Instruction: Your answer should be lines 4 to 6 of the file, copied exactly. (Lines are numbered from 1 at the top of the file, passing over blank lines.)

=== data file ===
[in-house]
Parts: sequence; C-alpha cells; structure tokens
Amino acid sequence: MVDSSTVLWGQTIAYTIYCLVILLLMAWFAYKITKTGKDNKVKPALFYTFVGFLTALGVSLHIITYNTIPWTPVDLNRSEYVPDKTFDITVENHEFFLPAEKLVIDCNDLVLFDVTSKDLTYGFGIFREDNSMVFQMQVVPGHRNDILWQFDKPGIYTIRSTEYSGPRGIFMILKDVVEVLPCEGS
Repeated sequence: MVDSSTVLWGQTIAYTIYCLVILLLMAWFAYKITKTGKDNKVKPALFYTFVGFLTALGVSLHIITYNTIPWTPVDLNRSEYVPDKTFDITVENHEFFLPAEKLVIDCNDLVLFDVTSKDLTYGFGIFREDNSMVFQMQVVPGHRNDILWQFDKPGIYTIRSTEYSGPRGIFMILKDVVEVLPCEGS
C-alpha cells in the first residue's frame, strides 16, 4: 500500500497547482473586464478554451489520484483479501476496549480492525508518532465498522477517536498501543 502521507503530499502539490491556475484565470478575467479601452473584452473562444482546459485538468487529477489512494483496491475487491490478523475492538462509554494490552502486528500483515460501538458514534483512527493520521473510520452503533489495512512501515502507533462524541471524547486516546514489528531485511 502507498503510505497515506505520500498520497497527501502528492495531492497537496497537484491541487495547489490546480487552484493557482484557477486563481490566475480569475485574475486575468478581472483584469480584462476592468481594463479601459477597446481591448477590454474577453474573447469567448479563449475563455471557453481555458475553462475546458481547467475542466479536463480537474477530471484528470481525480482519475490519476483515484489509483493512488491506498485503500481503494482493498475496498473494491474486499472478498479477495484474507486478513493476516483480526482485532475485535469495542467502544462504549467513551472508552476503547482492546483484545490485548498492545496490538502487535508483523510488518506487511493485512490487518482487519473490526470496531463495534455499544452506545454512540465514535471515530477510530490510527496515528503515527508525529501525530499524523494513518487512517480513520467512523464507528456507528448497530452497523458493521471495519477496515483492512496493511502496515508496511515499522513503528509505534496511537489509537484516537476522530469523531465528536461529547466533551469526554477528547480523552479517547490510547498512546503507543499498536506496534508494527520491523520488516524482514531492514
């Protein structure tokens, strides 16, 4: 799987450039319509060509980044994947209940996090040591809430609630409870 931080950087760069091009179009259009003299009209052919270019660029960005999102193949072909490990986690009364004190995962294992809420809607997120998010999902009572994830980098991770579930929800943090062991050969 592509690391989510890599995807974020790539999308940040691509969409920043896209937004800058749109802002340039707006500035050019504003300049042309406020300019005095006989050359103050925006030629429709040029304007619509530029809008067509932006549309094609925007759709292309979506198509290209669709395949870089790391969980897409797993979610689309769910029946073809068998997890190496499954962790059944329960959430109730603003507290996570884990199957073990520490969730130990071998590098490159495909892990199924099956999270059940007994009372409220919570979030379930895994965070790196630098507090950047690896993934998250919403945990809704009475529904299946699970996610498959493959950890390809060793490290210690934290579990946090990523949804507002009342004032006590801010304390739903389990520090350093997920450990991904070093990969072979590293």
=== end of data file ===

Repeated sequence: MVDSSTVLWGQTIAYTIYCLVILLLMAWFAYKITKTGKDNKVKPALFYTFVGFLTALGVSLHIITYNTIPWTPVDLNRSEYVPDKTFDITVENHEFFLPAEKLVIDCNDLVLFDVTSKDLTYGFGIFREDNSMVFQMQVVPGHRNDILWQFDKPGIYTIRSTEYSGPRGIFMILKDVVEVLPCEGS
C-alpha cells in the first residue's frame, strides 16, 4: 500500500497547482473586464478554451489520484483479501476496549480492525508518532465498522477517536498501543 502521507503530499502539490491556475484565470478575467479601452473584452473562444482546459485538468487529477489512494483496491475487491490478523475492538462509554494490552502486528500483515460501538458514534483512527493520521473510520452503533489495512512501515502507533462524541471524547486516546514489528531485511 502507498503510505497515506505520500498520497497527501502528492495531492497537496497537484491541487495547489490546480487552484493557482484557477486563481490566475480569475485574475486575468478581472483584469480584462476592468481594463479601459477597446481591448477590454474577453474573447469567448479563449475563455471557453481555458475553462475546458481547467475542466479536463480537474477530471484528470481525480482519475490519476483515484489509483493512488491506498485503500481503494482493498475496498473494491474486499472478498479477495484474507486478513493476516483480526482485532475485535469495542467502544462504549467513551472508552476503547482492546483484545490485548498492545496490538502487535508483523510488518506487511493485512490487518482487519473490526470496531463495534455499544452506545454512540465514535471515530477510530490510527496515528503515527508525529501525530499524523494513518487512517480513520467512523464507528456507528448497530452497523458493521471495519477496515483492512496493511502496515508496511515499522513503528509505534496511537489509537484516537476522530469523531465528536461529547466533551469526554477528547480523552479517547490510547498512546503507543499498536506496534508494527520491523520488516524482514531492514
């Protein structure tokens, strides 16, 4: 799987450039319509060509980044994947209940996090040591809430609630409870 931080950087760069091009179009259009003299009209052919270019660029960005999102193949072909490990986690009364004190995962294992809420809607997120998010999902009572994830980098991770579930929800943090062991050969 592509690391989510890599995807974020790539999308940040691509969409920043896209937004800058749109802002340039707006500035050019504003300049042309406020300019005095006989050359103050925006030629429709040029304007619509530029809008067509932006549309094609925007759709292309979506198509290209669709395949870089790391969980897409797993979610689309769910029946073809068998997890190496499954962790059944329960959430109730603003507290996570884990199957073990520490969730130990071998590098490159495909892990199924099956999270059940007994009372409220919570979030379930895994965070790196630098507090950047690896993934998250919403945990809704009475529904299946699970996610498959493959950890390809060793490290210690934290579990946090990523949804507002009342004032006590801010304390739903389990520090350093997920450990991904070093990969072979590293």